# [Election-Methods] Determining representativeness of multiwinner methods

Fri Jun 20 15:09:03 PDT 2008

```Hello all,

(says the newcomer.)

I think I have found a metric for comparing multiwinner systems, at
least as these pertain to proportional representation, when all votes
are honest.

The advantage of the metric is that, if what it measures is desirable,
it gives an idea of how good the system performs - how representative it
is - and thus its best case performance. In contrast, criterion failure
shows how bad a system can get in the worst case.

The broad idea is this: The most proportional assembly is the one which
reflects the population on all issues. In other words, if a fraction p
of the population is of a certain position on a binary opinion, it is
better (ceteris paribus) for a council to have, of that opinion, a
fraction close to p than one far away from it.

Thus we could make a simulation. First, set that there are n binary
issues. Each of the voters then have an issue profile which consists of
n booleans. Set these randomly with different biases for each issue (so
that, for instance, on the first issue, 70% may hold the "true"
position, while on another, only 23% do).

Counting the proportion that hold the true-position for each issue gives
the popular issue profile. In general, the issue profile of a certain
subset takes the form of n numbers (for n issues), where each number is
equal to the proportion that holds the true-position for the issue in
question.

Then a perfectly representative assembly has an issue profile that is
equal to the issue profile of the people. So now we have a measure of
how well the assembly or council represents the people: the more its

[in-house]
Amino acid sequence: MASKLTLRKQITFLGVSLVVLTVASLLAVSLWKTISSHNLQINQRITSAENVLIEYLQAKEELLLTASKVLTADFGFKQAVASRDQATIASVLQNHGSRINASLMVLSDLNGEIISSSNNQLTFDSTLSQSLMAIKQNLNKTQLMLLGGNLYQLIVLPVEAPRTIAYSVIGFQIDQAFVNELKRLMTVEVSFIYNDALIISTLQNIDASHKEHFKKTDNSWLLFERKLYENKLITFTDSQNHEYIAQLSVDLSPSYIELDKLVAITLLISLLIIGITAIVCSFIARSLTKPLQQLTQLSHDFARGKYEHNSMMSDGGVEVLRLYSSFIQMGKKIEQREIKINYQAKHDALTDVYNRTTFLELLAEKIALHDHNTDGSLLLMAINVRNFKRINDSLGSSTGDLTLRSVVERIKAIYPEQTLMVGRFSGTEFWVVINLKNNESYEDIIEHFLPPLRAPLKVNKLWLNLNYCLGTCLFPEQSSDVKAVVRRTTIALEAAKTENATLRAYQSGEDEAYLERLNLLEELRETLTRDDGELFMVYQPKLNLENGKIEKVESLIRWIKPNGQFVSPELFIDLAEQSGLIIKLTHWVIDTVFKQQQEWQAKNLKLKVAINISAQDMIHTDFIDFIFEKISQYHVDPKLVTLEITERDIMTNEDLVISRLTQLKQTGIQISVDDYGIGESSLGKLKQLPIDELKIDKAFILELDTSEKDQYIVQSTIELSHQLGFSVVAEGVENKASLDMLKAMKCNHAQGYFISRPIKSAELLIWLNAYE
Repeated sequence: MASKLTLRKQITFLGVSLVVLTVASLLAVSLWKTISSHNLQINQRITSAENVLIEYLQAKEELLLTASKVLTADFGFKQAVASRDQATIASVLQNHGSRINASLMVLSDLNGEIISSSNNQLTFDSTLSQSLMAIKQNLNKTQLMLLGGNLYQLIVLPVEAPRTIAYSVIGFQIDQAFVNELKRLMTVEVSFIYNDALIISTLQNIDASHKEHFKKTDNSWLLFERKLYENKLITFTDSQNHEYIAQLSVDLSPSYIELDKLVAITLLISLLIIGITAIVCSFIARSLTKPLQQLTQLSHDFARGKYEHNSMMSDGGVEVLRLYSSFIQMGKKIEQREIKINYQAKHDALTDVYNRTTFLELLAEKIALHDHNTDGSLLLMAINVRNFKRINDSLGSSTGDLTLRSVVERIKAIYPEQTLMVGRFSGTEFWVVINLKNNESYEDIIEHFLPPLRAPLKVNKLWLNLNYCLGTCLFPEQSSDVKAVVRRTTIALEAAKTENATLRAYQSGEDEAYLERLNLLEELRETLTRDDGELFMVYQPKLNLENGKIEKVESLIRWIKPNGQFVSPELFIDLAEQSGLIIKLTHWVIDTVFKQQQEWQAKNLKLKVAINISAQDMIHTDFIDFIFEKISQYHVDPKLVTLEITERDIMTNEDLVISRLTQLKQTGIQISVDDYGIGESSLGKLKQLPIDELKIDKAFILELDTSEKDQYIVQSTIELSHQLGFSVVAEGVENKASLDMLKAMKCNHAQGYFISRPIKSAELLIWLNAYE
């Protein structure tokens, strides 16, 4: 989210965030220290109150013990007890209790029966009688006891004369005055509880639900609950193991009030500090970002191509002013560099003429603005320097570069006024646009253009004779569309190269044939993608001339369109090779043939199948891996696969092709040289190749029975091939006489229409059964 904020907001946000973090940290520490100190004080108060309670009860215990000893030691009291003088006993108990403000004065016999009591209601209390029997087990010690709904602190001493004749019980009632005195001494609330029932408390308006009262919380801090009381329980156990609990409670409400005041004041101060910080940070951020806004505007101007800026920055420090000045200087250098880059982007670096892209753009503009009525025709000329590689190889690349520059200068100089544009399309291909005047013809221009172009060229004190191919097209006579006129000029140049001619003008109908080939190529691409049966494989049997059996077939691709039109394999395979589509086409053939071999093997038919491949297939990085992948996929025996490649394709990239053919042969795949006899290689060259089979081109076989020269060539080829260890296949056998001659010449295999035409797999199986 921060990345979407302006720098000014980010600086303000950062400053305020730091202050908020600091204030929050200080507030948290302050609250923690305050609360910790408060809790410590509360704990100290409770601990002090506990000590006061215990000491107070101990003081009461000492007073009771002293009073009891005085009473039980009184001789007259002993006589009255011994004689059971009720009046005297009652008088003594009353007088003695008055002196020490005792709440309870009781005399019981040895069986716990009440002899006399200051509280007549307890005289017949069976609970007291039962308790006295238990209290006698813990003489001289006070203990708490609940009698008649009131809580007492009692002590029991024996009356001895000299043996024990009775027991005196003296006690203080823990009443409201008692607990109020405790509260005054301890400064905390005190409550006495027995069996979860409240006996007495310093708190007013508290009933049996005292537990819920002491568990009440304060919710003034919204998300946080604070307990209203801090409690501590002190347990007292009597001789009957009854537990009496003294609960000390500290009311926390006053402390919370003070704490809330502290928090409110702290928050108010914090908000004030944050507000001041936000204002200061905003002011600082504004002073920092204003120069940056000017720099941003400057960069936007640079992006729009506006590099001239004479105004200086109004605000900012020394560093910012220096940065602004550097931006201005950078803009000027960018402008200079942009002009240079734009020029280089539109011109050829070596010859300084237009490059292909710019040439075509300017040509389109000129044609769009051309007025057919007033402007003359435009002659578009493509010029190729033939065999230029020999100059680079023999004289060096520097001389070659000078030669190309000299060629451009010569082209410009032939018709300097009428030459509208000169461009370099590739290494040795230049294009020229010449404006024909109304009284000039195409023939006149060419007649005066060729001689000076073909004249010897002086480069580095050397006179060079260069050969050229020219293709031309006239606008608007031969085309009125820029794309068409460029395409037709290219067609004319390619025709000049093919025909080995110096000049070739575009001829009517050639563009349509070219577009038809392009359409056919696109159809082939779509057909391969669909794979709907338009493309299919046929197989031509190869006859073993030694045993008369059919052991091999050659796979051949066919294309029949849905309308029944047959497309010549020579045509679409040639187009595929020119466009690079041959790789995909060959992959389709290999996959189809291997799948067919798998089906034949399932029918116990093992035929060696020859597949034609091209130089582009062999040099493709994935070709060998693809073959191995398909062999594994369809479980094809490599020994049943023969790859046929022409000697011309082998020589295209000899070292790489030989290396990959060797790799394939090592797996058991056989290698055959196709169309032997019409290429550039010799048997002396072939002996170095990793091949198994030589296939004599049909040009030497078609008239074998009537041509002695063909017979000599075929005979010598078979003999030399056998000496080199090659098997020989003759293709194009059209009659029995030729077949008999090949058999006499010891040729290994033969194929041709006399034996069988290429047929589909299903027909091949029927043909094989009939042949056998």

issue profile differs from that of the people, the less representative
it is.

However, this presents a problem. How does one aggregate the difference
on each issue into a single score? Is a one-percent difference on a
single issue better than 1/n percent difference on all issues? One way
to solve this is to just settle on an aggregation measure (like
root-mean-square) and hope the results can be generalized across;
another is to use Pareto-domination as a measure instead, in saying that
councils produced by a method A is better than councils produced by a
method B to the extent that A-councils lie strictly closer to the
population profile than does B. That approach can give no information on
the cases where some issues are closer by method A and some are closer
by B (mutual nondomination).

Putting all of the pieces together, to figure out the scores, a
simulation would do something like this:
- Generate issue vectors for all of the people, and get the
popular issue profile.
- Choose a subset of the people as candidates.
- Generate ballots for each voter of all the candidates.
- For a great number of random assemblies:
- Get the issue profile of this assembly, and calculate
the similarity measure for that with regards to
the popular issue profile.
- If the similarity measure is more similar or less
similar than any random assembly we've seen so
far, update the worst (respectively best)
record.

- For each multiwinner election system:
- Feed the ballots into the system.
- Get the issue profile of the elected assembly, and
calculate the similarity measure for that with
regards to the popular issue profile.
- Normalize the similarity measure with regards to the
worst and best random councils.
- Add the normalized similarity measure to that system's
running	total.

To be robust, it would do this a lot of times with various population
sizes, council sizes, and issue numbers (n). With a similarity measure,
0 would be perfect (impossible most of the time), and 1 (or infinity,
depending on the measure) be the worst possible.

The only thing remaining is to find out how to generate ballots for each